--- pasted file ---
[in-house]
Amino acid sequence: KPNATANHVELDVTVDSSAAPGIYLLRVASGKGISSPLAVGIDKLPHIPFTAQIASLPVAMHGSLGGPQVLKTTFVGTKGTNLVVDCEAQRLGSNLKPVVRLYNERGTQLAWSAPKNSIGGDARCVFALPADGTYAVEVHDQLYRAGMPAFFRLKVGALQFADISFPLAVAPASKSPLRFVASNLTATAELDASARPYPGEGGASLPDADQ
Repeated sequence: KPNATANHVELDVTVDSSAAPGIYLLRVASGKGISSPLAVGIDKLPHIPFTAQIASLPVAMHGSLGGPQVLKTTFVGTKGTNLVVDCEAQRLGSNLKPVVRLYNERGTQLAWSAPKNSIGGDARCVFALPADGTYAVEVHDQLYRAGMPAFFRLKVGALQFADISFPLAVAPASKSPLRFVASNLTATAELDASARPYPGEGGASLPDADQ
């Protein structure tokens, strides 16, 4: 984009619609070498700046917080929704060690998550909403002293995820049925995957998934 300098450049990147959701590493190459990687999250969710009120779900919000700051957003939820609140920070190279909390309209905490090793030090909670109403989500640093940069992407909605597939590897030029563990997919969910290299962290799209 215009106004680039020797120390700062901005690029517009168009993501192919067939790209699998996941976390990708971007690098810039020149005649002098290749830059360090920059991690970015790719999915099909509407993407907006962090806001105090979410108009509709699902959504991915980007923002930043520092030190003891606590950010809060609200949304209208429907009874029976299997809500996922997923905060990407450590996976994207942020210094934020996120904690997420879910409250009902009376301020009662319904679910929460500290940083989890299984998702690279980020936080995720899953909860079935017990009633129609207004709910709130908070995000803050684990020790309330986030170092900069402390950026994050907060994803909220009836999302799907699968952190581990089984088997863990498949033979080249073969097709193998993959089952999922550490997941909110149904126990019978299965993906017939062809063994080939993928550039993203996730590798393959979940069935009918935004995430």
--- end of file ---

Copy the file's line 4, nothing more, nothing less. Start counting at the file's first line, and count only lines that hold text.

């Protein structure tokens, strides 16, 4: 984009619609070498700046917080929704060690998550909403002293995820049925995957998934 300098450049990147959701590493190459990687999250969710009120779900919000700051957003939820609140920070190279909390309209905490090793030090909670109403989500640093940069992407909605597939590897030029563990997919969910290299962290799209 215009106004680039020797120390700062901005690029517009168009993501192919067939790209699998996941976390990708971007690098810039020149005649002098290749830059360090920059991690970015790719999915099909509407993407907006962090806001105090979410108009509709699902959504991915980007923002930043520092030190003891606590950010809060609200949304209208429907009874029976299997809500996922997923905060990407450590996976994207942020210094934020996120904690997420879910409250009902009376301020009662319904679910929460500290940083989890299984998702690279980020936080995720899953909860079935017990009633129609207004709910709130908070995000803050684990020790309330986030170092900069402390950026994050907060994803909220009836999302799907699968952190581990089984088997863990498949033979080249073969097709193998993959089952999922550490997941909110149904126990019978299965993906017939062809063994080939993928550039993203996730590798393959979940069935009918935004995430």